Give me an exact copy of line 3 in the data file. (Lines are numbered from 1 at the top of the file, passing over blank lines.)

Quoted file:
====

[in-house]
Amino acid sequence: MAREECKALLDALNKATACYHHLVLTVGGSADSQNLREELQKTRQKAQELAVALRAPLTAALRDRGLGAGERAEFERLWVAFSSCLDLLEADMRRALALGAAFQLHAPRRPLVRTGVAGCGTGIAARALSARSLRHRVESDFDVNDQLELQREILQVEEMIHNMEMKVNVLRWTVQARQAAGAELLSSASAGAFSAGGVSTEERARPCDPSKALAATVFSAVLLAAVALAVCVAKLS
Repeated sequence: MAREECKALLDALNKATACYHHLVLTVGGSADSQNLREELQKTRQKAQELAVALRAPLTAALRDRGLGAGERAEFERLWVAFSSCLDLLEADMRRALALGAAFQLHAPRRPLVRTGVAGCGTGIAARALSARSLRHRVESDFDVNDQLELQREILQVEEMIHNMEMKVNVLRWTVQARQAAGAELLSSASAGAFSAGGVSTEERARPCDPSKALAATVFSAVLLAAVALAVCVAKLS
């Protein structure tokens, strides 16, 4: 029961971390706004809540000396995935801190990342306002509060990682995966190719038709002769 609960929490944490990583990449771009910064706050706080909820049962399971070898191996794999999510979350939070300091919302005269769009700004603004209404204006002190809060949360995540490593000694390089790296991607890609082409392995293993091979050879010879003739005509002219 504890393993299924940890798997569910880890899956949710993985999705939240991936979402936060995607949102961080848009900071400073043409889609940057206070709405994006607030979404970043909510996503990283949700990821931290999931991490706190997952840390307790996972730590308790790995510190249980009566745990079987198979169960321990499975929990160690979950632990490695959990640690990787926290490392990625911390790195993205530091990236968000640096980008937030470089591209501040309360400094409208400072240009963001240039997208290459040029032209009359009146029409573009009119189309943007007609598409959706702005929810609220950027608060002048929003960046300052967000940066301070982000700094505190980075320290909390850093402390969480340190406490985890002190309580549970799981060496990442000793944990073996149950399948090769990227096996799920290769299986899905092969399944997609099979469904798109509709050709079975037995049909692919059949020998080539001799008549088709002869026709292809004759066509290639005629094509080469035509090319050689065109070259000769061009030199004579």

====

Repeated sequence: MAREECKALLDALNKATACYHHLVLTVGGSADSQNLREELQKTRQKAQELAVALRAPLTAALRDRGLGAGERAEFERLWVAFSSCLDLLEADMRRALALGAAFQLHAPRRPLVRTGVAGCGTGIAARALSARSLRHRVESDFDVNDQLELQREILQVEEMIHNMEMKVNVLRWTVQARQAAGAELLSSASAGAFSAGGVSTEERARPCDPSKALAATVFSAVLLAAVALAVCVAKLS